Going out to eat should always be viewed as something special, even if our lifestyles dictate that we spend a larger part of our food dollar in restaurants. Dining out has become mundane and this is criminal (from someone who has dedicated his life to the restaurant business).

We have thousands of culinary and restaurant management graduates coming out of schools every year and yet the larger portion of restaurant operations seem to get less and less exciting, more and more mediocre, and very light in “value” delivery.

There are over 900,000 free-standing restaurants in the U.S. and far too many don’t really deserve a steady flow of patrons. This is sad, but true. THIS CAN BE FIXED.

Cooking and service are HONORABLE PROFESSIONS. There are few things in life more gratifying that breaking bread with others and preparing for those who do.

When the REAL VALUE is not there then price is the most important factor in people’s minds.

I just want a meal that is an expression of caring, that reflects a commitment on the part of the chef, cook, server and manager. Is that too much to ask?

For those who are ready to make the leap towards value and invest the time to be great – contact me for help. This is what I do and I can coach you through the process.

Contact me through my website at:

Posturing, Politics, Trust and How Not to Become a Putz

I found the following article by an anonymous source that really seems to hit the nail on the head. Regardless of what business you are in, this type of leadership “misdirection” seems to take place. This is a call to those with integrity to stand up and do what is right.

“In business, a lack of leadership and vision leads to dysfunction, poor morale and the general failure to meet goals and objectives.

How does this happen? In organizations, similar to athletic teams who on paper have the most potential and never deliver, if there is a lack of unified vision and shared, consistent goals – negativity and power stances most often take center stage. Usually the void is filled with personal gain for those who profess to be providing leadership when all they do is add a whole new layer of chaos and negative politics.

When leadership is lacking it takes a strong, ethical person to rise above such chaos and take control. All too often ambition is not the strongest trait of an ethical team player’s personality and therefore this rarely happens. What typically occurs when this void exists is that chaos leads to a lack of confidence among employees and eventually trickles down to the customer. Ultimately, this environment can undermine the success of the business and lead to the potential for business failure. It is the ancient myth of “Hubris” being played out time and time again.

As Sun Tzu points out in his centuries old treatise on the “Art of War”:

When your weapons are dulled, your ardor damped, your strength exhausted and your treasure spent, other chieftains will spring up to take the challenge of your extremity. Thus no man, however wise, will be able to avert the consequences that must ensue.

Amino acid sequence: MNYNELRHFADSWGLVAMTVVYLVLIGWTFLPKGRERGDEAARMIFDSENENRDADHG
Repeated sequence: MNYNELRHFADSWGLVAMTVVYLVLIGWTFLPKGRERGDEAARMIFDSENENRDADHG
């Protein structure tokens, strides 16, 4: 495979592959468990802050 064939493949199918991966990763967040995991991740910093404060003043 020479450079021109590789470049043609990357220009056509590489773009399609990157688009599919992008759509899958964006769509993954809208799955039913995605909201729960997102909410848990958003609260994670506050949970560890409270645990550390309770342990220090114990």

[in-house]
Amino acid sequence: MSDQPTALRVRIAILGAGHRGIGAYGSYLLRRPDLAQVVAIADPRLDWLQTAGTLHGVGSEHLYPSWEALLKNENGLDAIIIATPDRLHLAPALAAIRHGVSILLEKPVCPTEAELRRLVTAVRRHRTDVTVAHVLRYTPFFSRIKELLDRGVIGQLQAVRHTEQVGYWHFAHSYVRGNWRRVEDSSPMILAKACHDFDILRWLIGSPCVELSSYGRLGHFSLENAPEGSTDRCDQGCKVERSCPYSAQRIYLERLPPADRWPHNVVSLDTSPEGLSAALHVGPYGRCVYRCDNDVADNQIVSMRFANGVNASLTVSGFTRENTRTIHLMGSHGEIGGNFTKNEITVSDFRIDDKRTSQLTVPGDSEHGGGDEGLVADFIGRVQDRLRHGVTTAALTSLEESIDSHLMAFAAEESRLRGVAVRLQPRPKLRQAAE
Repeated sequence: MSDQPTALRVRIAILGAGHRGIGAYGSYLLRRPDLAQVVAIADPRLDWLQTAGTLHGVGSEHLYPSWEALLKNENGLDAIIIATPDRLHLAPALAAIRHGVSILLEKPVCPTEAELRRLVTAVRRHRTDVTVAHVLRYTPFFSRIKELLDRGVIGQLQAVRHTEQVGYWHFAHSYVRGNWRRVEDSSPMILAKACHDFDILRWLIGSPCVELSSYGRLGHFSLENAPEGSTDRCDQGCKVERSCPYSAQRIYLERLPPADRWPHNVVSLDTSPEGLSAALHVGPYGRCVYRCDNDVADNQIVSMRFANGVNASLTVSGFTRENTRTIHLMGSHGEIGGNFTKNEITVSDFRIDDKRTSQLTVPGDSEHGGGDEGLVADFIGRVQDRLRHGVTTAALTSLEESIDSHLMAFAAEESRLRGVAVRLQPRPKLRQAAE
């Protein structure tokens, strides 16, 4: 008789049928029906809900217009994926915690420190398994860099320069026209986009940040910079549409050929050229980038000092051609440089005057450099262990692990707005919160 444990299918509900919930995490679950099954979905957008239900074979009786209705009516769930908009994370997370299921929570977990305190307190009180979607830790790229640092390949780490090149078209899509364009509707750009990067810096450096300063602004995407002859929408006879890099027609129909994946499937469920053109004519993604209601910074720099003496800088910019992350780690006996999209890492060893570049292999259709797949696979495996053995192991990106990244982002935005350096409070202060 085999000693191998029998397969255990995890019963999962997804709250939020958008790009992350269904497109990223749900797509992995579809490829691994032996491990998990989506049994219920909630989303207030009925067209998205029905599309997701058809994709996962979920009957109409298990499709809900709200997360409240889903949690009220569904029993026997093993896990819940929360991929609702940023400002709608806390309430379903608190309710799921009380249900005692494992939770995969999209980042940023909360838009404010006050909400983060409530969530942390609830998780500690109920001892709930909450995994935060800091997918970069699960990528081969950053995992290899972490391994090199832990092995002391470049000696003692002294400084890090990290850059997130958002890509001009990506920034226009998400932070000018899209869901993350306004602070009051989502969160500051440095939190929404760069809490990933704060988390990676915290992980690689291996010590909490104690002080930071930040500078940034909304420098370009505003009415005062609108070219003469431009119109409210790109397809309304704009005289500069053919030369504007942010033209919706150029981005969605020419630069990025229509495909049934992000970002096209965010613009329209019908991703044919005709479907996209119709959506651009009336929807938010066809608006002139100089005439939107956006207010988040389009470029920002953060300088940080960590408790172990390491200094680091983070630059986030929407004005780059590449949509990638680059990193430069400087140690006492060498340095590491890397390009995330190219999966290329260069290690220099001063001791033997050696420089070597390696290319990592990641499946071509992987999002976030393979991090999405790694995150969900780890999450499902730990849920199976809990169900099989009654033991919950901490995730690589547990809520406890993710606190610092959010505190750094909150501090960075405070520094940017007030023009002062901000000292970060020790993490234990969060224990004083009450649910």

How does a company avoid such a scenario?

While I have simplified this concept, we have all experienced this, to some degree, and to delve into the intricacies of failure seems of little use. How to avoid such pitfalls is the real challenge.

It takes a diverse group of personalities to make a company successful, but one trait, above all is the most important….TRUST.

*Trust in knowing that everyone is committed to the same vision
*Trust in knowing that leadership has it’s employees best interest at heart
*Trust in knowing you have that same interest for those who report to you
*Trust in knowing success is a shared value and one that can only be achieved through failure without retribution
*Trust in knowing all your peers have high ethical standards and understand the meaning of “what is right” regardless of personal gain

A company cannot invest enough in developing an infrastructure based on trust. To skimp in this endeavor only leads to chaos. Again, as Sun Tzu expounds upon in his “Art of War”:

We cannot enter into alliances until we are acquainted with the designs of our neighbors.

If you cannot trust someone, how can you work side by side with this person knowing that his/her motives are different than your own? It is no wonder that Asian cultures strive to get to know the person before they ever do business with them.

Define your own values and that of the company you work for – be transparent. Don’t engage in backroom politics, trust and be trusted, work toward a shared goal without thought of ambition and most of all….don’t be a putz about it. Long-term business gain comes from an environment of trust.”

Thanks to the author of this article for defining a key issue that leads to success or failure in business, on the athletic field, in government, or even in the home.

Taking the Time to Appreciate What We Do

To some it may be a job, a means to an end. Yes, there are those who work in kitchens simply to pay the bills. This is not true of the people who I strove to work with and hired for the kitchens that I was privileged to work in.

When you stop to think about it, there is something truly magical about working in a professional kitchen. I have often said that most serious cooks are frustrated artists – individuals who have this innate artistic ability that is simply looking for a vehicle of expression. Some are writers, painters, sculptors, bloggers, musicians or even poets. Few are outgoing enough to have an interest in the live performing arts, so their goal is to find a place where they can be expressive behind closed doors. Ah…the kitchen, what a perfect place.

Once they find their way into that cross between the cleanliness of a surgical room and intensity and heat of Dante’s Inferno, they are hooked. Just think of the advantages for the artist: an environment where every day you get to paint on your canvas (the plate), use a plethora of exciting raw materials, appeal to every human sense simultaneously, earn a paycheck, work with other driven artists, learn from a teacher (the chef), and receive instant feedback for your work (although many cooks could care less as long as they feel that the work is an expression of who they are).